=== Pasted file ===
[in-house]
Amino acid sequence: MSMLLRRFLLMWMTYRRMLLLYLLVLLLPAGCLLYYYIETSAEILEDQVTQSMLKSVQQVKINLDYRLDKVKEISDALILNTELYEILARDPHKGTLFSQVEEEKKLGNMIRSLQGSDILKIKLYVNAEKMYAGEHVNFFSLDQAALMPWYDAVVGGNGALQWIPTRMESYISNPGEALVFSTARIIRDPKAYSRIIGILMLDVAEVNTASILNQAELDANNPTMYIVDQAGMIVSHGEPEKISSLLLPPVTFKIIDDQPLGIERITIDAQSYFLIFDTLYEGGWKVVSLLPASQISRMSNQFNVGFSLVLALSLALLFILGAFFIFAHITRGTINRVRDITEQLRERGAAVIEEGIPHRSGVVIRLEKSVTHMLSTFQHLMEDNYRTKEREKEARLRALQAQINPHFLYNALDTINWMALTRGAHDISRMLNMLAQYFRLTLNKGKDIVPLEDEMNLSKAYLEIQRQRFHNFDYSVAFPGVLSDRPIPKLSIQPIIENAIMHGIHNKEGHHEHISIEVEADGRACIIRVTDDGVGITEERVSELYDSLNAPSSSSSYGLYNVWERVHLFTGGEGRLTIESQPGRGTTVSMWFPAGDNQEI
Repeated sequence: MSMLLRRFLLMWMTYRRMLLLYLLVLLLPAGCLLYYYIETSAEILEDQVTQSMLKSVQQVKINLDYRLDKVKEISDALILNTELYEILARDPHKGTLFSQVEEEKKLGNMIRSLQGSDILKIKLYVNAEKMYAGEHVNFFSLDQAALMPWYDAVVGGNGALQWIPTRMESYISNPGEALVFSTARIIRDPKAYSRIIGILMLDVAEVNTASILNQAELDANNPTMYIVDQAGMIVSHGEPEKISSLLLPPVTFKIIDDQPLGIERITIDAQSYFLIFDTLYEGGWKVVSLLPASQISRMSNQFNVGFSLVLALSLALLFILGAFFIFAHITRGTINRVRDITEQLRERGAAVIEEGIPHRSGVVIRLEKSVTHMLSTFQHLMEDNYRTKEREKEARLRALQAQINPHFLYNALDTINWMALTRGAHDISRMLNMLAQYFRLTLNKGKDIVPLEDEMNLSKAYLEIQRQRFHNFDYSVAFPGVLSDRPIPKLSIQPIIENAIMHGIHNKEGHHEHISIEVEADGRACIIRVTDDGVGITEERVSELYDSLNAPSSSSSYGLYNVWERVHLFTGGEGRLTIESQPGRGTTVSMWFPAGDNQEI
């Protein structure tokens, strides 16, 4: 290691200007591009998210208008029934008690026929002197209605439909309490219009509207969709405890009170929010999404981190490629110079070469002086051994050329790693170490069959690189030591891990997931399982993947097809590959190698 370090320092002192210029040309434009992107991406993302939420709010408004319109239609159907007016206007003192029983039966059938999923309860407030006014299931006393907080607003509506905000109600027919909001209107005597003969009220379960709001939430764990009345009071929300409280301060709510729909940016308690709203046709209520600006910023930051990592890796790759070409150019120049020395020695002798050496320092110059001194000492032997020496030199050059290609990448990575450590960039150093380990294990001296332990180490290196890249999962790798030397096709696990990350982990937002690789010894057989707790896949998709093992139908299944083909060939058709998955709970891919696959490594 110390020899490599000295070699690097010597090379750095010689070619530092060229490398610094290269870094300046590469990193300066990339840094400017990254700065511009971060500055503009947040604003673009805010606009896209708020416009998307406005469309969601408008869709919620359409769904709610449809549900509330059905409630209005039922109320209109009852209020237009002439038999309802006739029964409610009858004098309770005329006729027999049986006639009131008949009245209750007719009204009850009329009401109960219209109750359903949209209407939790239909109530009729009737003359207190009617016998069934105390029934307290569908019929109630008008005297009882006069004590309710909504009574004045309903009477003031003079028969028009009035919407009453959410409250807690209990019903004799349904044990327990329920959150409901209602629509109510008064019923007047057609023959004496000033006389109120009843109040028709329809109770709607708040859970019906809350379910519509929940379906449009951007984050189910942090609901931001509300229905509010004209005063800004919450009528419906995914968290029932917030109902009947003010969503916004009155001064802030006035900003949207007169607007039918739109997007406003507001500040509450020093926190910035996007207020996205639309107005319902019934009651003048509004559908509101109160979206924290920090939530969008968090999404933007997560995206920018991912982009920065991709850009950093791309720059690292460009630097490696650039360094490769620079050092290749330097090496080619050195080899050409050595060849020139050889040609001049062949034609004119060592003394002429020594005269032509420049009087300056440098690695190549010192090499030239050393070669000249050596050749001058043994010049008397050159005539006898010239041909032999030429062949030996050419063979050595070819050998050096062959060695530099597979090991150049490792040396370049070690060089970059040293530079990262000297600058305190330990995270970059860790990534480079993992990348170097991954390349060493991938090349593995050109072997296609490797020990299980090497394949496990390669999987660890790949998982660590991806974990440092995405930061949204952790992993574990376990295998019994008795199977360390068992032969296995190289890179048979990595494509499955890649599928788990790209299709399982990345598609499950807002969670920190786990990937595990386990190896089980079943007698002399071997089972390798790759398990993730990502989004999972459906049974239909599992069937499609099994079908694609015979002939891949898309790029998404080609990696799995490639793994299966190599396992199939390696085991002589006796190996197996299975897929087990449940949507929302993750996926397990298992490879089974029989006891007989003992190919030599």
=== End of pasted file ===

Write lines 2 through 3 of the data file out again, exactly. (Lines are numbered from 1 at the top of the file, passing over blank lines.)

Amino acid sequence: MSMLLRRFLLMWMTYRRMLLLYLLVLLLPAGCLLYYYIETSAEILEDQVTQSMLKSVQQVKINLDYRLDKVKEISDALILNTELYEILARDPHKGTLFSQVEEEKKLGNMIRSLQGSDILKIKLYVNAEKMYAGEHVNFFSLDQAALMPWYDAVVGGNGALQWIPTRMESYISNPGEALVFSTARIIRDPKAYSRIIGILMLDVAEVNTASILNQAELDANNPTMYIVDQAGMIVSHGEPEKISSLLLPPVTFKIIDDQPLGIERITIDAQSYFLIFDTLYEGGWKVVSLLPASQISRMSNQFNVGFSLVLALSLALLFILGAFFIFAHITRGTINRVRDITEQLRERGAAVIEEGIPHRSGVVIRLEKSVTHMLSTFQHLMEDNYRTKEREKEARLRALQAQINPHFLYNALDTINWMALTRGAHDISRMLNMLAQYFRLTLNKGKDIVPLEDEMNLSKAYLEIQRQRFHNFDYSVAFPGVLSDRPIPKLSIQPIIENAIMHGIHNKEGHHEHISIEVEADGRACIIRVTDDGVGITEERVSELYDSLNAPSSSSSYGLYNVWERVHLFTGGEGRLTIESQPGRGTTVSMWFPAGDNQEI
Repeated sequence: MSMLLRRFLLMWMTYRRMLLLYLLVLLLPAGCLLYYYIETSAEILEDQVTQSMLKSVQQVKINLDYRLDKVKEISDALILNTELYEILARDPHKGTLFSQVEEEKKLGNMIRSLQGSDILKIKLYVNAEKMYAGEHVNFFSLDQAALMPWYDAVVGGNGALQWIPTRMESYISNPGEALVFSTARIIRDPKAYSRIIGILMLDVAEVNTASILNQAELDANNPTMYIVDQAGMIVSHGEPEKISSLLLPPVTFKIIDDQPLGIERITIDAQSYFLIFDTLYEGGWKVVSLLPASQISRMSNQFNVGFSLVLALSLALLFILGAFFIFAHITRGTINRVRDITEQLRERGAAVIEEGIPHRSGVVIRLEKSVTHMLSTFQHLMEDNYRTKEREKEARLRALQAQINPHFLYNALDTINWMALTRGAHDISRMLNMLAQYFRLTLNKGKDIVPLEDEMNLSKAYLEIQRQRFHNFDYSVAFPGVLSDRPIPKLSIQPIIENAIMHGIHNKEGHHEHISIEVEADGRACIIRVTDDGVGITEERVSELYDSLNAPSSSSSYGLYNVWERVHLFTGGEGRLTIESQPGRGTTVSMWFPAGDNQEI